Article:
If you’re using your own data obtained by customers who have opted-in, then you’re good. As long as you abide by other restrictions of GDPR and let them opt back out of communications and not doing anything else insane with your campaigns, you should be in the clear.

GDPR, however, directly affects traditional, third-party database marketing. If you have any clients in the EU, your business has offices in the EU, or your database purchases contain lists of customers from the EU, you’ll be in a world of hurt if you violate it. In this case, stick to databases that you’ve created yourself so that you aren’t breaking the rules and getting slapped with million dollar fines.

database marketing

If you’re using cookies to track IP addresses for retargeting, put an opt-in message on your site. You’ll see this in more and more places, allowing businesses to protect themselves and still get valuable data.

Does Database Marketing Work?

Database marketing has its pros and cons. When you’re using the database you’ve created yourself based on customer and lead interactions, it can be extraordinarily effective. You and the customer already know each other, after all, so you can reach out to them in a number of different ways (including PPC) and they’ll be more interested to hear what you have to say.

Using database marketing from third party companies to reach out to cold contacts can be riskier. There’s obviously the risk of going against marketing regulations, which is a big risk.

You could also end up annoying people, who wonder how you got their information in the first place and become suspicious. I understand how all this works and I still get suspicious and frustrated when I get emails from people trying to sell me things when I don’t even know who they are.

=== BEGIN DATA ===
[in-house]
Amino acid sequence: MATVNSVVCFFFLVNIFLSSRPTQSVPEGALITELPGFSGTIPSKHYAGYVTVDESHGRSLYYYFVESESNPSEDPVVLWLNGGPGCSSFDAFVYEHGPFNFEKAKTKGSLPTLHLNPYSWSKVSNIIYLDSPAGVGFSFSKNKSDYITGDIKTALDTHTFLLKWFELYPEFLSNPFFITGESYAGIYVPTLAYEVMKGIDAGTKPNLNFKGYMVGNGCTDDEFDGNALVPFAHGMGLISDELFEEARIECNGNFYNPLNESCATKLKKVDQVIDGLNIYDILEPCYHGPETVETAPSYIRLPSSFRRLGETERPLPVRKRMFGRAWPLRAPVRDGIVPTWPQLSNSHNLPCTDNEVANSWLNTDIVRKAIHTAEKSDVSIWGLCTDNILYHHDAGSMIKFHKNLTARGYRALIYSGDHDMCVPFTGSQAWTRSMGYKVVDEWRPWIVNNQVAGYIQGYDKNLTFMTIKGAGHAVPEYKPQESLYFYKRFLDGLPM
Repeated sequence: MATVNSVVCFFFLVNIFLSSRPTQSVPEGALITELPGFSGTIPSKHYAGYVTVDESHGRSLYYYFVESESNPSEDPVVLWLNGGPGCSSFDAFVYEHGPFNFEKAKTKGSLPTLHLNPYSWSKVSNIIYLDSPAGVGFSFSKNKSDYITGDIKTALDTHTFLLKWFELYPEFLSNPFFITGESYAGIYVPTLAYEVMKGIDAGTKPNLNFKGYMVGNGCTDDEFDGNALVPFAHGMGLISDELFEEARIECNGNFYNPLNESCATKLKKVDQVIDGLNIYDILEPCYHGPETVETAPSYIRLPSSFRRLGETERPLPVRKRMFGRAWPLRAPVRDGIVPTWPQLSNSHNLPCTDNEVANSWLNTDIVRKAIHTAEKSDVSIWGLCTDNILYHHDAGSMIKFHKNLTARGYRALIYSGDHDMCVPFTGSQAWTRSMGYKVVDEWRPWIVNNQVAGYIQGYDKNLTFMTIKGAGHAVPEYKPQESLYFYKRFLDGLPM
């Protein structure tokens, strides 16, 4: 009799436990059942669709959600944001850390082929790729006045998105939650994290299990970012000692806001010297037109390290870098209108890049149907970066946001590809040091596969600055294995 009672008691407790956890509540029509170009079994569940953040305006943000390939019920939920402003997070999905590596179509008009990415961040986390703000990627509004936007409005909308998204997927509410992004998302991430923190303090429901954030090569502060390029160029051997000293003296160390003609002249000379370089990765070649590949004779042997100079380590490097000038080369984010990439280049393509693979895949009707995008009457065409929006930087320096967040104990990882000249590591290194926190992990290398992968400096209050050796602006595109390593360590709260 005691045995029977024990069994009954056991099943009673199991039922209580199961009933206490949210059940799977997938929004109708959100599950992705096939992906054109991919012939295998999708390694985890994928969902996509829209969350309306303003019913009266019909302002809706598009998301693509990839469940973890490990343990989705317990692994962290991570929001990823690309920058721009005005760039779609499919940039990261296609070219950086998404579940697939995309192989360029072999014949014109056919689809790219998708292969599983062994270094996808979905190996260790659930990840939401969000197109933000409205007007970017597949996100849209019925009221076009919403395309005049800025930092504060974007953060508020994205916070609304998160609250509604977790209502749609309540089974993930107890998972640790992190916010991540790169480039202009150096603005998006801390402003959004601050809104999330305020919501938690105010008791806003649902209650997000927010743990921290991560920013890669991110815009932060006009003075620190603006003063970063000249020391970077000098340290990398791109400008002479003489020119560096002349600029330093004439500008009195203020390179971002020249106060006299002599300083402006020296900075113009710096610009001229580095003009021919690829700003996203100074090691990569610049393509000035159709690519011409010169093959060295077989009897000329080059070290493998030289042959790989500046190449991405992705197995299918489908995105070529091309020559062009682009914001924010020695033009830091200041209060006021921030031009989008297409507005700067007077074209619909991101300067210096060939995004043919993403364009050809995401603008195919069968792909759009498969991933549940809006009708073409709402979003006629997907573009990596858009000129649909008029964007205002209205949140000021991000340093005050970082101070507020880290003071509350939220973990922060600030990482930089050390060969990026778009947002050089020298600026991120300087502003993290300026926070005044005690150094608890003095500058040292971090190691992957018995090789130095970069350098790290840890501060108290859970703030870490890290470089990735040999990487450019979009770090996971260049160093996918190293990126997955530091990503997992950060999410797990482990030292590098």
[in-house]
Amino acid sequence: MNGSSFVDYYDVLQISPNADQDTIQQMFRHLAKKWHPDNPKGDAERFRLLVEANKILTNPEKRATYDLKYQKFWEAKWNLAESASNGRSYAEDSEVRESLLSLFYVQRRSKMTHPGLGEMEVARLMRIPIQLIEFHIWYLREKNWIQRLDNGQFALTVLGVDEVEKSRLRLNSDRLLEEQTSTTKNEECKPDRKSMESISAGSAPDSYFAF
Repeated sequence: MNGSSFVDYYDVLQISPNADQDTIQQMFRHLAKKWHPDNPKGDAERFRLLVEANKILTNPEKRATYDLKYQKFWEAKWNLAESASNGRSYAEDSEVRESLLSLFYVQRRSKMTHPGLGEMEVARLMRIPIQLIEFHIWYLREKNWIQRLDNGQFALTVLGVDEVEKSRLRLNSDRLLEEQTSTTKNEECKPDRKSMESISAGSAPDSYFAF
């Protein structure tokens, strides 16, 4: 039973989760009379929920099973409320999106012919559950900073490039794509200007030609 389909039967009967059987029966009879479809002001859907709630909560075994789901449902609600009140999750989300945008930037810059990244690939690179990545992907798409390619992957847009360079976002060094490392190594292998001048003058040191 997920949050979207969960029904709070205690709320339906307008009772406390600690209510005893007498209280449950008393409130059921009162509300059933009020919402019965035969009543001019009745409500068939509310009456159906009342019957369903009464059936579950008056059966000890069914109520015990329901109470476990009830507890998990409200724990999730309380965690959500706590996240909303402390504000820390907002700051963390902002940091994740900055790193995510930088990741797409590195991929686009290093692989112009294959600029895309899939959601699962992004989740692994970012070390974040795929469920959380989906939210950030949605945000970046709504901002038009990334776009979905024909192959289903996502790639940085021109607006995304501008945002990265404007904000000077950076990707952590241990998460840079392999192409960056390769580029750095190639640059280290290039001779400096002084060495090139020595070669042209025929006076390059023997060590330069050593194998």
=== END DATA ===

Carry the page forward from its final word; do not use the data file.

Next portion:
If you’re able to take data that’s recent and accurate, however, there is potential to reach new customers. B2B businesses can reach out individually on LinkedIn—you can try to email them with an offer if your country’s regulations permit it. Once they click to your site, after all, they can be retargeted based on site activity.

Conclusion

Database marketing can be effective, there are a lot of potential landmines to avoid. Done incorrectly, you could lose potential customers instead of gaining them, have your Facebook Ad account shut down or even be hit with a massive fine thanks to the GDPR act.

It’s always best to interact with customers who want to hear from you. You can target cold audiences through methods like Google Ads, Facebook Ads,and content marketing. Then, you can retarget based on their interactions with you, your campaigns, and your content. Create your own databases instead of buying lists from third-party companies. You’ll get better results and you won’t violate any regulations, so it’s a sweet spot for marketers and customers alike.

What do you think? Do you use database marketing to connect with new clients? How has it worked for you? Drop your thoughts and questions in the comments below!

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Ana Gotter is a freelance writer specializing in social media and content marketing, though she writes on a variety of other niches and subjects. She can be contacted at anagotter.com.